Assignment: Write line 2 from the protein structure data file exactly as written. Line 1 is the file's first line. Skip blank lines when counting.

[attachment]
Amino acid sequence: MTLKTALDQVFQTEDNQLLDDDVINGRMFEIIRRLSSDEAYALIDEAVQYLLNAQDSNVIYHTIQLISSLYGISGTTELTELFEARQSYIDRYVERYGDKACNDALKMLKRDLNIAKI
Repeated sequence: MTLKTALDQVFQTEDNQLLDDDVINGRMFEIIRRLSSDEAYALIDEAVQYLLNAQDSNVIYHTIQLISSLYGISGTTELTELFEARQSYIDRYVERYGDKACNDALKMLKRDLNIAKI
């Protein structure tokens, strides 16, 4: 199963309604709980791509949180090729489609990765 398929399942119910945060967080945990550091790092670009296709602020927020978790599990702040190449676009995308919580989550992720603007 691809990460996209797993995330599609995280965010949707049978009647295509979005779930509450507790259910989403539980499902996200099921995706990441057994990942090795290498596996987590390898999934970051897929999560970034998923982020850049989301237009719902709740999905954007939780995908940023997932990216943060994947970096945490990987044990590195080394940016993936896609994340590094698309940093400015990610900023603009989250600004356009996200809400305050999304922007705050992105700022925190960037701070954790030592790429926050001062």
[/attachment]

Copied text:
Repeated sequence: MTLKTALDQVFQTEDNQLLDDDVINGRMFEIIRRLSSDEAYALIDEAVQYLLNAQDSNVIYHTIQLISSLYGISGTTELTELFEARQSYIDRYVERYGDKACNDALKMLKRDLNIAKI